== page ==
Wednesday, August 19, 2009

Press Pass to Picasso and the Allure of Language at the Nasher

It's pretty incredible to think back and remind myself that I started The Negarponti Files only last semester, and that I started writing it with the intention of thinking through social media and frameworks for social action in the context of art, culture, politics, education and innovation.

The Negarponti Files received its very own press pass today to go to the preview of "The Picasso and the Allure of Language" at the Nasher Museum of Art. It was also the first time that the Nasher invited bloggers to come to their press previews, and that was all Wendy Livingston's doing.

She and I connected via Twitter when I posted a note on the upcoming Picasso exhibit at the Nasher, an exhibit I became aware of when a friend and professor at Duke put it on her Facebook feed. All this to say, that none of what happened today would have happened without our ability to collaborate and connect through social media networks, across disciplines and between institutions at Duke.

The Picasso exhibit is truly inspiring! It opens on August 20th,2009 at the Nasher. It has already showed at Yale where it was originally curated by Susan Greenberg Fisher.

Focusing on the writers that influenced Picasso and those he represented in his paintings, in particular, the exhibit itself blurs the lines between writing and painting and highlights collaborations that just happen to happen between artists because they are friends: Picasso's many heads of Balzacs (1957), his illustrated letter to Leo and Gertrude Stein (1906), his glowing illustrations of Pierre Reverdy's Le chant des morts (The Song of the Dead, 1948)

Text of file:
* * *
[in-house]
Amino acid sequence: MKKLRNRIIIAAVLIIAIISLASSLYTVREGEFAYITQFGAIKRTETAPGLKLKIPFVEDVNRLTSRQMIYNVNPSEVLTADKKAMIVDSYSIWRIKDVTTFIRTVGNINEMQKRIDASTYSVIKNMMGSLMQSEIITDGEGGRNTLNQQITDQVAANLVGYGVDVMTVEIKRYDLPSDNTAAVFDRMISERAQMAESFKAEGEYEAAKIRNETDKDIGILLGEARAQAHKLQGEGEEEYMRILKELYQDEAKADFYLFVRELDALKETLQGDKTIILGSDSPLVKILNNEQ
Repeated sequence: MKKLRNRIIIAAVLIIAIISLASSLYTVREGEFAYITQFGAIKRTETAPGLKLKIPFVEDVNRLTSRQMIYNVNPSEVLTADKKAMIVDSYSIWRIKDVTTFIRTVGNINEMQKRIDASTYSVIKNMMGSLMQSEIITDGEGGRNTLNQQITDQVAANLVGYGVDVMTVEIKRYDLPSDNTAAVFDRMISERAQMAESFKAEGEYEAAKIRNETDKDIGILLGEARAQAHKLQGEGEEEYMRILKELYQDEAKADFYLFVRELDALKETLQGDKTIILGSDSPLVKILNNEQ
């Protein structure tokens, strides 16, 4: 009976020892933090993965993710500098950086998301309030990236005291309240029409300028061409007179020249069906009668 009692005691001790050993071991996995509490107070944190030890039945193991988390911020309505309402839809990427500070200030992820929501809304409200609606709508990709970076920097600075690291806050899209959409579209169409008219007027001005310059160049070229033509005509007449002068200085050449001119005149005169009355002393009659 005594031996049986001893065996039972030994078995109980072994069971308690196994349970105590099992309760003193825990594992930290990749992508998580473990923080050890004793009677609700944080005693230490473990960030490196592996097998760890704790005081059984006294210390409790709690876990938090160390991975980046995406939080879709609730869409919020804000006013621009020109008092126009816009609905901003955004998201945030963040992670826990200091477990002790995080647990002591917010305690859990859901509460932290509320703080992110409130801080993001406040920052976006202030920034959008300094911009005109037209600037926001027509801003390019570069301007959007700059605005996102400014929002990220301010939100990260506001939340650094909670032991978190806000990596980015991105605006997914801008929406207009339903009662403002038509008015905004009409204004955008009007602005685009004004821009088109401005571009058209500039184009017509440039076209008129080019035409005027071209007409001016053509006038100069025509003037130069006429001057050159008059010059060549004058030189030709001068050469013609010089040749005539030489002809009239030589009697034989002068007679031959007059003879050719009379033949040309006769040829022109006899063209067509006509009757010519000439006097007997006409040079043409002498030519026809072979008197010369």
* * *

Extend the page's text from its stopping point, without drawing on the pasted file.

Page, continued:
In her opening remarks, curator Fisher discussed a little piece, a collage, that represents the kernel of the exhibit:

The little collage by Picasso was created out of a calling card left by his long-time friends, Gertrude Stein and Alice B. Tokias, one day when Picasso wasn't home. Fisher asked us to notice the fold on the top right corner of the card, a fold which people apparently left on the card if the person they were calling on wasn't home. The collage includes a pack of cigarettes, a reminder of Alice B. Tokias smoking habit.

I don't know what it was, but more than the flow of images and words, it was Picasso's poetry that stuck with me on a Wednesday morning. This one in particular delighted me:

"...and later now ten minutes to three my fingers still smelled of warm bread honey and jasmine." ~Pablo Picasso

If you can get to Nasher, I encourage you to also visit the "Africa and Picasso" exhibit which showcases some of the Nasher's holdings of masks and figures from colonized territories in West Africa. I made a little video in that room and it is below. Be forewarned: my reading of this text (captured below with my phone camera) and my filming of the objects in the exhibit is awful.

But if it is awful, you should know that I'm just learning to love my new camera phone.